Unfortunately for those seeking Supreme Court clarification on this point, the patent holder in Quanta (LGE) chose not to defend the Mallinckrodt rule. Instead, LGE sought to circumvent the issue by arguing that, regardless of the validity of Mallinckrodt, its patents were not exhausted because the Intel products at issue were not covered by the patents. This strategy, in turn, permitted the Supreme Court to avoid addressing the issue head on, and its decision makes absolutely no direct mention of Mallinckrodt (or any Federal Circuit decisions for that matter, other than the one on appeal). Nevertheless, it appears to me that Quanta implicitly overrules Mallinckrodt, an unfortunate result, as I have explained in previous posts.

In Mallinckrodt, the Federal Circuit distinguished Univis and other related Supreme Court cases which found patent exhaustion by interpreting those decisions as only applying to post-sale restrictions that violate “some other law or policy (in the patent field, notably the misuse or antitrust law).” However, in Quanta the Supreme Court cites Univis as controlling authority and finds that it applies to the post-sale restrictions imposed by LGE – importantly, there is no suggestion that the restrictions imposed by LGE violated antitrust law or any other non-patent “law or policy.” Thus, Quanta appears to cut the doctrinal footing out from under the Federal Circuit with respect to Mallinckrodt; there appear to be no legitimate basis for confining Univis to restrictions that violate some other law or policy. To drive this point home, the Court summarizes its decision in Quanta as establishing that “[t]he authorized sale of an article exhausts the patent holder’s rights and prevents the patentholder from invoking patent law to control postsale use of the article.” It is hard to see how Mallinckrodt could survive this clear statement, although perhaps the Federal Circuit will find a way, given ita apparent aversion to the doctrine of patent exhaustion.

Exhaustion of Method Claims

In Quanta the Court reversed the Federal Circuit on the issue of whether patent exhaustion applies to method claims – the Federal Circuit had held that patent exhaustion only applies with respect to product claims. This aspect of Quanta is surely correct, albeit trivial – it makes no sense allow patent exhaustion with respect to a patent claiming a product, but to impose a per se rule barring its application to method claims, particularly in cases where the only substantial uses of the purchased product would infringe the method claim. In the decision below the Federal Circuit cited this supposed rule distinguishing between product and process claims, but provided absolutely no rationale in support of the rule, instead citing to two earlier Federal Circuit decisions as supporting the proposition. The earlier of these decisions (Bandag) did hold that that under the facts of that case the sale of an article did not exhaust the asserted method claims, but in that case the court found that there existed substantial uses of the product that would not infringe the method claims. The decision did not announce a per se rule that would apply in cases where the only substantial uses of the product would infringe a method claim. It is also entirely consistent with the holding in Quanta – sale of an article should only exhaust method claims in cases where there are no substantial noninfringing use (or, in the words of Quanta, when the article “embodies” the method patent). The second Federal Circuit decision cited in the decision below did not provide any rationale for distinguishing between product and process claims, but merely cited to Bandag for the proposition.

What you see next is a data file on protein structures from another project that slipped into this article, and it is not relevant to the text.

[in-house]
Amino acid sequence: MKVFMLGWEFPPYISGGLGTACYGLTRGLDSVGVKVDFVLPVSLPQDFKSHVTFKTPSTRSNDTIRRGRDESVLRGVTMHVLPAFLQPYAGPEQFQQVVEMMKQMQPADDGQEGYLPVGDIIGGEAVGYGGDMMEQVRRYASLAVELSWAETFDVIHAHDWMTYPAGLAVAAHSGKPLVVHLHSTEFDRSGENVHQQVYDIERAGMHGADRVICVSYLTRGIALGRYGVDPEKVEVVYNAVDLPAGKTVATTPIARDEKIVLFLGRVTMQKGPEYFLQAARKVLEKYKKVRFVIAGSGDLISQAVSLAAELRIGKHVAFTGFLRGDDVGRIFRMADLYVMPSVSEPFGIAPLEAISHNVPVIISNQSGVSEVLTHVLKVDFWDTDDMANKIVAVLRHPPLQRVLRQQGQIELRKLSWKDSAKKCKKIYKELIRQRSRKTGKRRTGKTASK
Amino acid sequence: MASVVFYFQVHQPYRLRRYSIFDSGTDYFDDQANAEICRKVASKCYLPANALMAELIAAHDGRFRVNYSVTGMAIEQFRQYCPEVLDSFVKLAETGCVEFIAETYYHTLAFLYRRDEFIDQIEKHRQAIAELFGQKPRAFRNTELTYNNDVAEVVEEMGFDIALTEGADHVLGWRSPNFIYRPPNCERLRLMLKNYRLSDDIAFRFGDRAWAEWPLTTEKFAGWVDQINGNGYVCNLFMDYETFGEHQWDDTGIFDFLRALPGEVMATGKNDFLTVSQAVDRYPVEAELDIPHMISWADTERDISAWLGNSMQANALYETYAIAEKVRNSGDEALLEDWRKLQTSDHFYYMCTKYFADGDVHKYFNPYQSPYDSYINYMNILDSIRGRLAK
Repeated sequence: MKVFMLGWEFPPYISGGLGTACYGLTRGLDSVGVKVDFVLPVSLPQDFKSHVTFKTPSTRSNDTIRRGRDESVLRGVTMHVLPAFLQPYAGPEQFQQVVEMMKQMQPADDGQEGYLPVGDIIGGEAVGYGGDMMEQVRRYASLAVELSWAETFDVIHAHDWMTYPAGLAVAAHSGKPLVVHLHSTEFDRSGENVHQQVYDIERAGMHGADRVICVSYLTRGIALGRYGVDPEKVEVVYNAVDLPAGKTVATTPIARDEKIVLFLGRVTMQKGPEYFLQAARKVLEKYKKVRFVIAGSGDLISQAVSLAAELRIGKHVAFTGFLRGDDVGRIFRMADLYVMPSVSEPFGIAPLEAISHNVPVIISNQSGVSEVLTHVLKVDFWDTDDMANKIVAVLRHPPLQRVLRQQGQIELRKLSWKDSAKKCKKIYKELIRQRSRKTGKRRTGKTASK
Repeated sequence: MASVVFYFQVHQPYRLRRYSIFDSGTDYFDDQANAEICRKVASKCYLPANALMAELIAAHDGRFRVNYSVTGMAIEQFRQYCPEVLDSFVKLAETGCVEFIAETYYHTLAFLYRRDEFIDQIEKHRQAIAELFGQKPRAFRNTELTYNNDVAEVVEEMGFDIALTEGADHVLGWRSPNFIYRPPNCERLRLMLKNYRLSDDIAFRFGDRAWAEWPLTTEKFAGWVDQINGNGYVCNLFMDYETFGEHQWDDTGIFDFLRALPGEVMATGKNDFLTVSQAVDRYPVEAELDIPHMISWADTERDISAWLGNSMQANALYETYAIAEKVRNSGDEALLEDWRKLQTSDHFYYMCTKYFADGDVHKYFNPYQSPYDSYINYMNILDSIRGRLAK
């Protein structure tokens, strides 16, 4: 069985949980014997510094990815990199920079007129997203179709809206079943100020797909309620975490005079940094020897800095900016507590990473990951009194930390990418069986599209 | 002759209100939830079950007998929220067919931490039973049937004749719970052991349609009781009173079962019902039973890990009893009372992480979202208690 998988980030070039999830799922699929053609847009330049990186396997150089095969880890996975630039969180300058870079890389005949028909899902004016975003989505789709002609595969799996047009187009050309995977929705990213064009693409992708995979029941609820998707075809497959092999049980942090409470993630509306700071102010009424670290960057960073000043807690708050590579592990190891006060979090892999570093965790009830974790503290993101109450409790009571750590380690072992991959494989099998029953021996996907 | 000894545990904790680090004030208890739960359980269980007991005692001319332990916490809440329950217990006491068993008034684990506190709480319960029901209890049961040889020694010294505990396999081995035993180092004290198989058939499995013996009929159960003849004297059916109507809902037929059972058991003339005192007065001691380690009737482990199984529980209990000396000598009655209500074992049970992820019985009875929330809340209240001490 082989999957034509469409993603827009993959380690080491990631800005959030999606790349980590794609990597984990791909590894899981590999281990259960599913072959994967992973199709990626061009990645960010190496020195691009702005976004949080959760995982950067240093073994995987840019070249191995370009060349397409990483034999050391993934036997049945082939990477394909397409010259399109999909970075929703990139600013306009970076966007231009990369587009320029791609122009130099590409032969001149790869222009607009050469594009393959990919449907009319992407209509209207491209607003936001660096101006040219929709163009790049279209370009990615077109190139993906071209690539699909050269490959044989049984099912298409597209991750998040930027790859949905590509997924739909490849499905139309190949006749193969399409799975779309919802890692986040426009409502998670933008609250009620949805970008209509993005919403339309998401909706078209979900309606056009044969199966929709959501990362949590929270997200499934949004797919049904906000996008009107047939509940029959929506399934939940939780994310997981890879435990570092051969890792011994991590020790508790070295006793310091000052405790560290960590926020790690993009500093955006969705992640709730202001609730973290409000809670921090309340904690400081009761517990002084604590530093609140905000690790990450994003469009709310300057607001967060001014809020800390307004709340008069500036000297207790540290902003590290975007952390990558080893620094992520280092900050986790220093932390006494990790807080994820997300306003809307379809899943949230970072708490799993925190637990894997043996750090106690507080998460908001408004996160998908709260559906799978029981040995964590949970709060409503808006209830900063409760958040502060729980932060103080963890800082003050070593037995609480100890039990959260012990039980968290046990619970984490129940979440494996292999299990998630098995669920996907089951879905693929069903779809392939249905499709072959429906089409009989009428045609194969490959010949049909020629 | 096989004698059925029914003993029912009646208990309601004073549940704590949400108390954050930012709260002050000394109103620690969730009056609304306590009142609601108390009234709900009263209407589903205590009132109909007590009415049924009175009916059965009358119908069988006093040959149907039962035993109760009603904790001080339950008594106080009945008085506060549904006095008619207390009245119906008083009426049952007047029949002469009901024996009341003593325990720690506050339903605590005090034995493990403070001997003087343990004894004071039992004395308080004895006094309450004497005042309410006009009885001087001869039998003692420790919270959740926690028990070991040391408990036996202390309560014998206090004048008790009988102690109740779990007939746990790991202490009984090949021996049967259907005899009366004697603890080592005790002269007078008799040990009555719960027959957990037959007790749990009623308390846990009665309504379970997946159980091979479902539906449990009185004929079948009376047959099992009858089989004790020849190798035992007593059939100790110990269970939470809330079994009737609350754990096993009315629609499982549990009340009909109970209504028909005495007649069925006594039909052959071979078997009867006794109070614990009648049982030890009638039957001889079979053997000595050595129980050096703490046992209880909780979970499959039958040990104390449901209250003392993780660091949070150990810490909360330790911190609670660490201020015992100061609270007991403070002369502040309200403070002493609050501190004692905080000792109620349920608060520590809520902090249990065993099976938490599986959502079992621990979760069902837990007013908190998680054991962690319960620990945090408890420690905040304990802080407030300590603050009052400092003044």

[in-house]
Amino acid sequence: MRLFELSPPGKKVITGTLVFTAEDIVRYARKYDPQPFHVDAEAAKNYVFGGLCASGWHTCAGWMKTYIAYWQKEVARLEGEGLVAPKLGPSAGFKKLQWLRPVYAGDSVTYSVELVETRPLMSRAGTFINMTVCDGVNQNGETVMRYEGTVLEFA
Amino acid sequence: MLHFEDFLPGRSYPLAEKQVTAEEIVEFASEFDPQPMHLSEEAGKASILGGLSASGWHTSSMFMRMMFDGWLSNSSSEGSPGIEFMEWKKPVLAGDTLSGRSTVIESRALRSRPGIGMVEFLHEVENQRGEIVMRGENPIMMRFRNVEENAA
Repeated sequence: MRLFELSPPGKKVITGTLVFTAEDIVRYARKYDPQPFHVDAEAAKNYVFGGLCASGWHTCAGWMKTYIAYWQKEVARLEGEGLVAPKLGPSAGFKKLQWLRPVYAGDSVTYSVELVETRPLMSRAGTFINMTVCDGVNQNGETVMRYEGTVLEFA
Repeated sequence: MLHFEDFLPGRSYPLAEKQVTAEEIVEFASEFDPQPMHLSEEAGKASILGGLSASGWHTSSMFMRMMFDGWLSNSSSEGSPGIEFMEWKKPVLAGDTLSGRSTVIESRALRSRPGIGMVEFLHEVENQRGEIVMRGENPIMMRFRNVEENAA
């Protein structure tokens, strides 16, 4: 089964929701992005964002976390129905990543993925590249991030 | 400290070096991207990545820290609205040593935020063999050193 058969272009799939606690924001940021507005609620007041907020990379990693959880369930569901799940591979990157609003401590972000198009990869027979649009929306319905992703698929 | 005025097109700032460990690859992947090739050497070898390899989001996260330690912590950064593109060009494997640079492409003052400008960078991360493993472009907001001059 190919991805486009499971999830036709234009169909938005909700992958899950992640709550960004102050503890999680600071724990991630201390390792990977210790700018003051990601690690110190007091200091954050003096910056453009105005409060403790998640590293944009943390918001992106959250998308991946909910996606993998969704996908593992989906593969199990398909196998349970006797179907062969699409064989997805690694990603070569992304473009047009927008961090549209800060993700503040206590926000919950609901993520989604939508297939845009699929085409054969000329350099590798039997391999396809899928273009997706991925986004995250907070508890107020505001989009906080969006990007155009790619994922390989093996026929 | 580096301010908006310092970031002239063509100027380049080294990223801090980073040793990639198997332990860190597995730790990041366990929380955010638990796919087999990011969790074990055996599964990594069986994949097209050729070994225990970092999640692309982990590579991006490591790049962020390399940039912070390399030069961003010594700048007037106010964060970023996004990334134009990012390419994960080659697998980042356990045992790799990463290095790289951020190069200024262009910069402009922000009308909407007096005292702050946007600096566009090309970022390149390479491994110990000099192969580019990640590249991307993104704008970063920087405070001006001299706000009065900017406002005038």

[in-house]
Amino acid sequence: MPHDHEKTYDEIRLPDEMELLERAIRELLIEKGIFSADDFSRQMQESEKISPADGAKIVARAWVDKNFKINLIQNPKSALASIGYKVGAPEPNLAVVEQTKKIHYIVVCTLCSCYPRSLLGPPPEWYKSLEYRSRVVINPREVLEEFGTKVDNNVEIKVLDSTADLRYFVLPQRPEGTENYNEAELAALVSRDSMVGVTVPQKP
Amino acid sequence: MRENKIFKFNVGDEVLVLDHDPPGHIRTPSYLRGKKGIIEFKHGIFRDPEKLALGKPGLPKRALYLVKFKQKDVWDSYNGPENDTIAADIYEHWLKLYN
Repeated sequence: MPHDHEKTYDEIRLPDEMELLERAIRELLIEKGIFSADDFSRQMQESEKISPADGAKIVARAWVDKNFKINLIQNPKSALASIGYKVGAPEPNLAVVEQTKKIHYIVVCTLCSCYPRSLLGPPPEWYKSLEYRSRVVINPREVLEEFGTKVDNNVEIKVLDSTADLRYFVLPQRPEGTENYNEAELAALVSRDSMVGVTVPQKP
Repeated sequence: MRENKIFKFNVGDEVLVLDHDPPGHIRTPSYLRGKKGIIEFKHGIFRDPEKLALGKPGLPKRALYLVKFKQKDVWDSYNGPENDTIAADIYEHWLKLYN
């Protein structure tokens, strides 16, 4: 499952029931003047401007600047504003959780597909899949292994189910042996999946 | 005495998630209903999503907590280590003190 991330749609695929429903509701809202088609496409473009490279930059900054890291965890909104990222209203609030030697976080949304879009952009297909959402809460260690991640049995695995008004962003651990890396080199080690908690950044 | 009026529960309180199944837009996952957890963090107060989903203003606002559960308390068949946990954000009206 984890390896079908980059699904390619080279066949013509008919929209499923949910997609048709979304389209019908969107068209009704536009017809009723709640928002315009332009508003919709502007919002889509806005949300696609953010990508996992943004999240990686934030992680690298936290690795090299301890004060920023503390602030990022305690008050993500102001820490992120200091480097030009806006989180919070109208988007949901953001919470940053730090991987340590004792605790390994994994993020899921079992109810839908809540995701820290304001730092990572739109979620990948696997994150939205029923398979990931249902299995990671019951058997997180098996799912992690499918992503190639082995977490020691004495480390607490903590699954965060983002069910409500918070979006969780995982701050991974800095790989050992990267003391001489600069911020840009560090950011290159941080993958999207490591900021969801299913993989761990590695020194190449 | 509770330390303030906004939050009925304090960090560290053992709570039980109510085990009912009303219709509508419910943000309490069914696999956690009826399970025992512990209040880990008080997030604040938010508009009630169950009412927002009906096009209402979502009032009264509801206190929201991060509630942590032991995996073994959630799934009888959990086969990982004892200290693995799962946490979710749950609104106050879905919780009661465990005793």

In short, the Federal Circuit’s position lacked any rationale support and was correctly rejected by the Supreme Court.

Exhaustion of Claims not Covering the Article Sold

LGE’s patents did not cover the products sold by Intel, but only covered products made by combining the Intel product with other components. LGE argued that patent exhaustion did not apply because the Intel products were not covered by the patent. However, the Supreme Court rejected LGE’s argument and held that it is not necessary for the patent to cover the product sold, so long as the product “substantially embodies” the patent. The Court found that the “Intel Products constitute a material part of the patented invention and all but completely practice the patent.” In making its determination of “substantial embodiment,” the Court noted that Quanta was not required to make any “creative or inventive decisions” when combining the Intel products with other components to arrive at the patented invention, and that the only difference between the patented invention and the Intel products was the “addition of standard parts.”

In my view, the court erred in adopting a “substantially embodied” standard to define the scope of the patent exhaustion doctrine. The “substantially embodied” language presumably owes its origin to Univis, but the court could (and should) have achieved essentially the same desired outcome by creating a different standard, such as “not suitable for substantial noninfringing use.” This standard would have the virtue of consistency with other doctrines of patent law, particularly contributory infringement under 271(c), and would be much more amenable to application by a court.

I foresee difficulty as courts attempt to apply the “substantially embodied” standard. For example, the Court suggests that in applying the doctrine to a patent claiming a “combination invention,” the purchased product would have to incorporate all claim limitations to “substantially embody” the patent (citing Aro). But for other patents, wherein the inventive element resides in only certain claim limitations (such as the LGE patents), the court will need to identify the “inventive” claim limitations and determine whether a product comprising those limitations “embodies” the patent. The court might also need to address the question of whether the purchaser’s use of the product required “creative or inventive decisions,” or whether any additional parts added to the product to arrive at the patented invention are “standard.” The “substantially embodied” standard seems to me to unnecessarily weaken the internal consistency of patent law and impair predictability for patent owners in structuring their licensing and sales arrangement.

Anomolous Treatment of Direct Sales and Sales by a Licensee